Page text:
Margaret Thatcher

Margaret Thatcher was the best boss I ever worked for. As her Chief Policy Adviser in the mid 1980s I was impressed by the honesty of her aproach, her willingness to wrestle with difficult issues and problems. Her prime wish was always to find the right answer that would make things better for the UK.

As a young man in a senior position I was to her as good as the arguments and evidence I produced for her. It was refreshing to be able to argue your case strongly without fear that any of it would be taken personally or politically.

Always very caring about people working with her, and anyone in the wider world who was suffering, she helped an American President win the Cold war, made it possible for members of unions and non members to work in greater harmony with management in many industries after the very bruising miners strike, greatly extended home and share ownership, and took up with alacrity the whole agenda of equity for everyone.

She rebuilt Britain at home and abroad, after a decade of financial collapse, a trip to the IMF and strike ridden industrial chaos.

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33 Comments

  1. Nick
    Posted April 8, 2013 at 12:43 pm | Permalink

    the honesty of her ap(p)roach

    ==========

    We need more honesty from government.

    Start with the debts and tell people what you are expecting them to pay.

  2. peter davies
    Posted April 8, 2013 at 12:45 pm | Permalink

    Had I ever gone into politics she is the one PM I would have wanted to work for, Mrs T did set a benchmark which no PM since has come close to living up to.

    Not only that, she was working class, not someone born with a silver spoon nor someone who pretended to be something she wasn’t. I felt during the PMs debate leading up to the 2010 election – ‘Mrs T would have made mincemeat out of these 3’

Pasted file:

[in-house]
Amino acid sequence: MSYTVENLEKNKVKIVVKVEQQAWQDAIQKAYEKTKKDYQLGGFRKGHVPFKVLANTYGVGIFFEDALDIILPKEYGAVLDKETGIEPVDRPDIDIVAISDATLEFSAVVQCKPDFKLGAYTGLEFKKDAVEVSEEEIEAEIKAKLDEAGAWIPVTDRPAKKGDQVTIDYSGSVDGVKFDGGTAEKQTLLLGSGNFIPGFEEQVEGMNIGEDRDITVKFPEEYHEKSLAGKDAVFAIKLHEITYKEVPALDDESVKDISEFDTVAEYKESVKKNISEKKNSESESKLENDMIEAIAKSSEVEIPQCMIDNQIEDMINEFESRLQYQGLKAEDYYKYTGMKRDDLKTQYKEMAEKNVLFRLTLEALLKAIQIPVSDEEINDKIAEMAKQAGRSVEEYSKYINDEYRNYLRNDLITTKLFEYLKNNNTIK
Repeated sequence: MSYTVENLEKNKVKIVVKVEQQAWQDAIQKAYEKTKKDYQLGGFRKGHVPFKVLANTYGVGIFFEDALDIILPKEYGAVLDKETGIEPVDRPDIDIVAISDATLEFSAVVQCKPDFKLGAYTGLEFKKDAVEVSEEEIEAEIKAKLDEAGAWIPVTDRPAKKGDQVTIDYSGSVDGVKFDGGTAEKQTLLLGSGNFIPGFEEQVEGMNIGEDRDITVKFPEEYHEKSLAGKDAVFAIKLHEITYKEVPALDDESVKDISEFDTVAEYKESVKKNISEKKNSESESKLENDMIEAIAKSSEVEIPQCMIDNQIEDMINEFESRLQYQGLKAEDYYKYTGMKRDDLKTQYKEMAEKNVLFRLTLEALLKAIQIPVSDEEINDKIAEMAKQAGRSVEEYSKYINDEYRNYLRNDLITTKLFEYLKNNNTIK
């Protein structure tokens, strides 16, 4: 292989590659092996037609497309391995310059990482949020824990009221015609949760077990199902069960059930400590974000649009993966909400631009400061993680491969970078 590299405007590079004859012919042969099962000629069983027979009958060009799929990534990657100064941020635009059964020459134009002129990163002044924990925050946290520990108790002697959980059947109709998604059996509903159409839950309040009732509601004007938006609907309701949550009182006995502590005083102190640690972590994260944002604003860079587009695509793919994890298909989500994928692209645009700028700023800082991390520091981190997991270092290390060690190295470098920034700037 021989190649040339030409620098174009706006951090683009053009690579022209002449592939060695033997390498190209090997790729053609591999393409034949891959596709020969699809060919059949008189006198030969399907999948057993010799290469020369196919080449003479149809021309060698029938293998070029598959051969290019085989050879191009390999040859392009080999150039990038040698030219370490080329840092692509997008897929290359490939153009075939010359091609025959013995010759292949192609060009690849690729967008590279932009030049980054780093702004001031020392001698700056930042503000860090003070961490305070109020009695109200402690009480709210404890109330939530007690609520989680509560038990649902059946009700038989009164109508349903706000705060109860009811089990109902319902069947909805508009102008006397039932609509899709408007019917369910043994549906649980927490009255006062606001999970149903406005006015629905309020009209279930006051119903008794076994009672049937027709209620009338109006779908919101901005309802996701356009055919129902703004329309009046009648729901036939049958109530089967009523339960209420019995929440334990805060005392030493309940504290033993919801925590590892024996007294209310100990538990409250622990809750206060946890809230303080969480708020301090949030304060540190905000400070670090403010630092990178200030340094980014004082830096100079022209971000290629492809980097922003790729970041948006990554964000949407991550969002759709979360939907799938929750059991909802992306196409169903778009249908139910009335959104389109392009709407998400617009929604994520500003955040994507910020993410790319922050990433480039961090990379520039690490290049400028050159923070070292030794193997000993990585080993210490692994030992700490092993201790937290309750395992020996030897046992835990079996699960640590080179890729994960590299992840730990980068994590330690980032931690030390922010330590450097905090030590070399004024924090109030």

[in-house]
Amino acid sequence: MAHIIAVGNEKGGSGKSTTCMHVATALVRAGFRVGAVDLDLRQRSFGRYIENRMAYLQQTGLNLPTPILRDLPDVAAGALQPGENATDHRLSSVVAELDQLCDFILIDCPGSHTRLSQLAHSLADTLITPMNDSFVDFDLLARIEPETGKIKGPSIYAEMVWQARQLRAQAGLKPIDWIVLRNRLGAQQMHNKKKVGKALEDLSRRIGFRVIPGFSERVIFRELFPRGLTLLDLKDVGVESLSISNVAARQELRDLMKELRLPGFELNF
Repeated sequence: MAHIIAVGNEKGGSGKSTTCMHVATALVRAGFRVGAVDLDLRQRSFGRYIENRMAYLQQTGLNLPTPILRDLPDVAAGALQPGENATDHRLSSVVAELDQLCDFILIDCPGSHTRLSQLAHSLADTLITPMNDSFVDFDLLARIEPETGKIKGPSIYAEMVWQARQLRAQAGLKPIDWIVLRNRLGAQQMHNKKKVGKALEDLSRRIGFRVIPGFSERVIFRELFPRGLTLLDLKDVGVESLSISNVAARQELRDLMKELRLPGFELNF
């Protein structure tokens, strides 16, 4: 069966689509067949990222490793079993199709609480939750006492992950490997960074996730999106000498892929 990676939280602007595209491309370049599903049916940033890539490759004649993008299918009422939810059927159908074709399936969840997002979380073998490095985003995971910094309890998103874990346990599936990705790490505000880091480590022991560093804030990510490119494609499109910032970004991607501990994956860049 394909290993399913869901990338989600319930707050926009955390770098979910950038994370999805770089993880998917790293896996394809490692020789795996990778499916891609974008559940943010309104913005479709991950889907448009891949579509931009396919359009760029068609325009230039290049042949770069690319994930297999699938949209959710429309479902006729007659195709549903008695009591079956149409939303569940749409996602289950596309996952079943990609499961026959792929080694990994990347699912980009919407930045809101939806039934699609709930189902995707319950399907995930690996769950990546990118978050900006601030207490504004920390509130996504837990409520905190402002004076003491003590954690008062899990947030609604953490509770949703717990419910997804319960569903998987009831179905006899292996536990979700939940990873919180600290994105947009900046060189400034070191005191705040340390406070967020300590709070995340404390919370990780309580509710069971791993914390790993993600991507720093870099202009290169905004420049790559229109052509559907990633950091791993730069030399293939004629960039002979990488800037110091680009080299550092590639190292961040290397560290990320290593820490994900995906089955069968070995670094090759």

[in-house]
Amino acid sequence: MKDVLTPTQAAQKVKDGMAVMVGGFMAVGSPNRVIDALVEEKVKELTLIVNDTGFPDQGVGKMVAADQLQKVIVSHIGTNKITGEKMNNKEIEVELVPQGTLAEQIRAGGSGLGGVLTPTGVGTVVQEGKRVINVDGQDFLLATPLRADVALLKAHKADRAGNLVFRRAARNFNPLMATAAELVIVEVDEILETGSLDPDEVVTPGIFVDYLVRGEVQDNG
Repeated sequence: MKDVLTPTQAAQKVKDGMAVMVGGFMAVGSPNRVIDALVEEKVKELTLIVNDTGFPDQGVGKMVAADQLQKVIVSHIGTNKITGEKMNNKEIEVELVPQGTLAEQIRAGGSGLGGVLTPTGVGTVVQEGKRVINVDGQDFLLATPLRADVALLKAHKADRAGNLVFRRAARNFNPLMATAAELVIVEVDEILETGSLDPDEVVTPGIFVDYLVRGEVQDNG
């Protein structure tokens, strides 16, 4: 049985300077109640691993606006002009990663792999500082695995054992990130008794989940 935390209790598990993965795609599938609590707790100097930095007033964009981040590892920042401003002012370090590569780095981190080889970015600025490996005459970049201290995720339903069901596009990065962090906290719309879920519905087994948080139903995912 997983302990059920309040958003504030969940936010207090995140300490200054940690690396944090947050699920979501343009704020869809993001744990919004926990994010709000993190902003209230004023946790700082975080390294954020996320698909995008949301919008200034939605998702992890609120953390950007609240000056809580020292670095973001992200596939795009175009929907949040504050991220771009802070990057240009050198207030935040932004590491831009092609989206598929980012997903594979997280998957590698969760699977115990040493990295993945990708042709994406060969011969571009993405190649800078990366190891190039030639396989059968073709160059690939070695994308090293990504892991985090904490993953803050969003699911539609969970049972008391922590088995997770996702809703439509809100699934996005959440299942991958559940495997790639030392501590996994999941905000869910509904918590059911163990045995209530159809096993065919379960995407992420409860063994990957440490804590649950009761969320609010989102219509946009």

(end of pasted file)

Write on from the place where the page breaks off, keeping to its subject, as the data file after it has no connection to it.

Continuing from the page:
Probably the best PM in the 20th and 21st century so far, very sad news.

  3. Brian Tomkinson
    Posted April 8, 2013 at 12:46 pm | Permalink

    A sad day. Margaret Thatcher won me over to vote Conservative. She was the greatest Prime Minister by a very long way in my fairly long lifetime. She knew what she cared about and was determined to get things done. We owe her a very large debt of gratitude. If only we had someone of her calibre today.

  4. ChrisS
    Posted April 8, 2013 at 12:58 pm | Permalink

    No Prime Minister other than Winston Churchill comes close to Margaret Thatcher in the way she re-establishing and then maintaining the position of the United Kingdom in the world.

    At home, Mrs Thatcher was that rare breed of politician : a woman motivated by conviction and belief rather than a slave to focus groups and opinion polling. A lesser person would not have forced through the essential changes required to save our economy.

    Our current Prime Minister would do well to learn these lessons and follow her lead : Had she fought the last election and the outcome had been the same, one can’t imagine her giving Nick Clegg and the LibDems equal billing in a coalition.

    Rather, through sheer force of personality, Margaret Thatcher would have run an effective minority government, forcing through the more radical changes we undoubtedly need to make and, at the same time, making mincemeat of lightweights like Clegg, Balls and Milliband at the dispatch box.

    She was a towering figure in both British and World politics and we will not see her like again.

    We should both celebrate and respect her life and achievements.

  5. Richard1
    Posted April 8, 2013 at 1:03 pm | Permalink

    Margaret Thatcher saved our country from the socialist mire we were in by 1979, & together with Ronald Reagan saved the world from the threat of communism. Despite ceaseless attacks on her from opponents ever since, her policies were not subsequently reversed during 13 years of Labour govt, and have been followed throughout the world – in particular in former communist countries – to the benefit of billions of people who are more prosperous & free than they would otherwise be.